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On this day (-1) in 1945, the colorful but controversial American general, George S. Patton, was trying to take his mind off his troubles. Although the war was over, Patton continued to say politically incorrect things that beclouded his brilliant military reputation. Papers in the U.S. began to call him a one trick pony.
When he was stripped of his Bavarian command for refusing to remove every government leader who had been even a minor Nazi Party member (he publicly argued the Communists were the new threat), he told friends he might resign from the Army.
His decision, he said, would come after he went home for Christmas. And, there were rumors of a political committee being formed. (President Patton?) The plane was not due to leave until the 10th.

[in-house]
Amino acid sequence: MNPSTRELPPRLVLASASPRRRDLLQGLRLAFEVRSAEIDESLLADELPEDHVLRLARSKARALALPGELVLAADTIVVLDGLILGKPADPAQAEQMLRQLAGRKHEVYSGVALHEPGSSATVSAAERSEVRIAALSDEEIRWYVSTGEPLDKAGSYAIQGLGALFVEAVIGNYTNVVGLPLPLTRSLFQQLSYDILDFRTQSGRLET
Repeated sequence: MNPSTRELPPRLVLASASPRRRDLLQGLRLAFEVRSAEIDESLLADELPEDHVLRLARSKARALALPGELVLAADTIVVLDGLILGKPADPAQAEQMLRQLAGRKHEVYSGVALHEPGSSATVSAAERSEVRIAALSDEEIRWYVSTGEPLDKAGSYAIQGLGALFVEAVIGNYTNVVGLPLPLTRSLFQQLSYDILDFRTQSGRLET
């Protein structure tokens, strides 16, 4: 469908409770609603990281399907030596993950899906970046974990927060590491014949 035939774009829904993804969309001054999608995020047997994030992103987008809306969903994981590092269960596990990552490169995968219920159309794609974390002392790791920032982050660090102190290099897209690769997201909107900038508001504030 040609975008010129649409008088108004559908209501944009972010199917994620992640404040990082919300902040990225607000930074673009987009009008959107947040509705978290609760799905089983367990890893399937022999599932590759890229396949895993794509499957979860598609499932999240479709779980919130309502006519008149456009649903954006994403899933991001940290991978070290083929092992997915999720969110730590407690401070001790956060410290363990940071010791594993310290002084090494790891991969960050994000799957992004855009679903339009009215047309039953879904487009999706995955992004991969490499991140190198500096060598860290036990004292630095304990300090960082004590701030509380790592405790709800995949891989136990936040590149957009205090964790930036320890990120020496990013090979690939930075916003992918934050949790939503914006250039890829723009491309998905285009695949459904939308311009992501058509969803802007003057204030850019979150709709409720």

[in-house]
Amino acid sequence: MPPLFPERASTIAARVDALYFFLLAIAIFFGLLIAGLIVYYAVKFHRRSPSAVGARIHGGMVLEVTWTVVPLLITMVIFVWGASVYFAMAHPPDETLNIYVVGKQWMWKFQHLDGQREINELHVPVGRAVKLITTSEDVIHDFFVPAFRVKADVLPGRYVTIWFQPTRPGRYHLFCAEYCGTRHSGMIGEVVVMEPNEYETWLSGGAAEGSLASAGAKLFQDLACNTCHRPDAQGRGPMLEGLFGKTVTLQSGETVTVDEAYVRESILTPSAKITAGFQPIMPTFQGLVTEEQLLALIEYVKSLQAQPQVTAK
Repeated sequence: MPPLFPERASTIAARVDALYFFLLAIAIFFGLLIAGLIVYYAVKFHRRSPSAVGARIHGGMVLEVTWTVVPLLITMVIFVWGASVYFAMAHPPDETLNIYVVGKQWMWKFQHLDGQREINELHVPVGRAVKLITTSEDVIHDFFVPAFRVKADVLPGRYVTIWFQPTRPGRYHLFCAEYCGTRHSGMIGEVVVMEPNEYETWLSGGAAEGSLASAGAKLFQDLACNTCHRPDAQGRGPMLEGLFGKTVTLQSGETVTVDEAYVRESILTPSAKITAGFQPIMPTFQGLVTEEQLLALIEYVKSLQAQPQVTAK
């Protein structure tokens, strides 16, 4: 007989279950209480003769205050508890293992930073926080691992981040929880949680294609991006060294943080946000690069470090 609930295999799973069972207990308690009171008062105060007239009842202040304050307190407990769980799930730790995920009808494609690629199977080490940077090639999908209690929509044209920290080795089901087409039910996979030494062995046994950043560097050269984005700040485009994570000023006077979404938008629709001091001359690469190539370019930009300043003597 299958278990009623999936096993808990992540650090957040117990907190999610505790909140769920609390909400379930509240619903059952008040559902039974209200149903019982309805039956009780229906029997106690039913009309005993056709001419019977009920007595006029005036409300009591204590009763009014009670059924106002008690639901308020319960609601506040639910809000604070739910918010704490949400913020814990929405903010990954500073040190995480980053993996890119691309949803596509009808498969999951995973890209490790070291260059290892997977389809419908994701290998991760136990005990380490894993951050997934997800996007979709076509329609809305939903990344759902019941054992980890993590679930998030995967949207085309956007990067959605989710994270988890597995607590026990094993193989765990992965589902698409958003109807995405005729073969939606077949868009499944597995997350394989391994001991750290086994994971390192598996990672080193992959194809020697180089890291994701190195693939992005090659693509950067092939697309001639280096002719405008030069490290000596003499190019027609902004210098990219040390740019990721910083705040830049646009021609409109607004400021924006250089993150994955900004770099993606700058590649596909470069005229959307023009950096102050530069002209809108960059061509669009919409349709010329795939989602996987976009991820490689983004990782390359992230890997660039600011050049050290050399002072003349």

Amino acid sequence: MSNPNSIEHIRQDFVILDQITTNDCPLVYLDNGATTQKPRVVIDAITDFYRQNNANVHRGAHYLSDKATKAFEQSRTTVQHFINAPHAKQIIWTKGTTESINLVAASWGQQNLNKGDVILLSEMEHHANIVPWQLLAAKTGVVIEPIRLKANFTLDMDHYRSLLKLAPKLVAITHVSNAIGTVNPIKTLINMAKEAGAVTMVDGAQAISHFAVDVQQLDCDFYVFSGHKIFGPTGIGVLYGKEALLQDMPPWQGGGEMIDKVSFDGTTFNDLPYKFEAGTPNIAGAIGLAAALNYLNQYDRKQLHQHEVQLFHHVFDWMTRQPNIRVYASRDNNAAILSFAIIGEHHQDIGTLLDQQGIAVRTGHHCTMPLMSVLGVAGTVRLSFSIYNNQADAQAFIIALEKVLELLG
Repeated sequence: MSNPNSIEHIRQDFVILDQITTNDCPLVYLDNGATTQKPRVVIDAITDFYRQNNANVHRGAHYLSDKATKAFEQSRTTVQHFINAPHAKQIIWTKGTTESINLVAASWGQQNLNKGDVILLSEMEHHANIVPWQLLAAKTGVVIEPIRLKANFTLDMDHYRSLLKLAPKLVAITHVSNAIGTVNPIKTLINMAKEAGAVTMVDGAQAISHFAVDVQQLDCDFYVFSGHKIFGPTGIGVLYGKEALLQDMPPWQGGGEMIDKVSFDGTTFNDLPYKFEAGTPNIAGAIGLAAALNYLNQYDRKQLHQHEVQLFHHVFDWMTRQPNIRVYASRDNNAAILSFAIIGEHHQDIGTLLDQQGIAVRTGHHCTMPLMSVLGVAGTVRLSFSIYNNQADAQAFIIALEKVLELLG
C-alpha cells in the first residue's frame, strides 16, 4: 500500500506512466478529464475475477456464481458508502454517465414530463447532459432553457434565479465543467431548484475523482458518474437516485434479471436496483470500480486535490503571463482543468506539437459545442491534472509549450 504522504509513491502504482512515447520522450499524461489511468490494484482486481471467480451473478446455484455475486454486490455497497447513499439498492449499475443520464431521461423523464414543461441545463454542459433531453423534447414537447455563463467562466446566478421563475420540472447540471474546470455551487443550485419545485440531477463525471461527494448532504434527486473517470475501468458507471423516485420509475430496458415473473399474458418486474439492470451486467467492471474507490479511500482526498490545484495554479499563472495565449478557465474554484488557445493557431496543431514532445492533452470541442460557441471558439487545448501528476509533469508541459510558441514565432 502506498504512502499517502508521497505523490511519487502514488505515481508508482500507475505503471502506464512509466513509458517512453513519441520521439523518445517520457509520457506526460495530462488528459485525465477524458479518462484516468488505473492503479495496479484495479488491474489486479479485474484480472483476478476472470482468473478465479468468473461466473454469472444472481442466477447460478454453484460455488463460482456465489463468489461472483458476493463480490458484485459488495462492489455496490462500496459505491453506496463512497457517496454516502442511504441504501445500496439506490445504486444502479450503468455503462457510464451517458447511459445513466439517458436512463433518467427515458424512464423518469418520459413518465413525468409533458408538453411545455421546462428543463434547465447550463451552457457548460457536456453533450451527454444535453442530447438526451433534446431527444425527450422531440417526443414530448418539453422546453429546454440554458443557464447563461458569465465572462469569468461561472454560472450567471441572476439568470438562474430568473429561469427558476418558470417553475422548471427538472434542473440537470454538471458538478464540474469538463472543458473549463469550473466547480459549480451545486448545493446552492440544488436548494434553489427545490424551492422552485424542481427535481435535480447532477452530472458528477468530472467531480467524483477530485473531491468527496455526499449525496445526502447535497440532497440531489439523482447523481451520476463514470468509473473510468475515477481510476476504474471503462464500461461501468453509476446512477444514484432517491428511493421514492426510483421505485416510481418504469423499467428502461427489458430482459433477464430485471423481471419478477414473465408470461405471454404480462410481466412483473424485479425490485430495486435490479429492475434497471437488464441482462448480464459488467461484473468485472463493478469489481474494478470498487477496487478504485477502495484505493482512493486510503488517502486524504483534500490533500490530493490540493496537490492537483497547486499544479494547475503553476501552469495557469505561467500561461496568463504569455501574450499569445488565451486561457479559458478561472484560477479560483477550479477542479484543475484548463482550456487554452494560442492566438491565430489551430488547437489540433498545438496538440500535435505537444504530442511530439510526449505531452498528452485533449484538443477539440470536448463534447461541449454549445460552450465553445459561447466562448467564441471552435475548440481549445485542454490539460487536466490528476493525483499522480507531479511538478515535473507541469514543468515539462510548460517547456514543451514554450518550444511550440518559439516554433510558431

So, perhaps to stay away from the press, or maybe just to say goodbye, he invited his chief of staff to go pheasant hunting. As the two men sat in the back seat talking, Patton's driver missed a left turn signal on an on-coming "deuce & a half". The truck turned and the staff car smashed into it. Everybody in the truck was okay. Patton's driver was okay, as was his chief of staff. Patton said he was okay but couldn't feel his legs.
Eleven days later, on learning he would never be able to ride a horse again; a depressed Patton went to sleep never to awaken.
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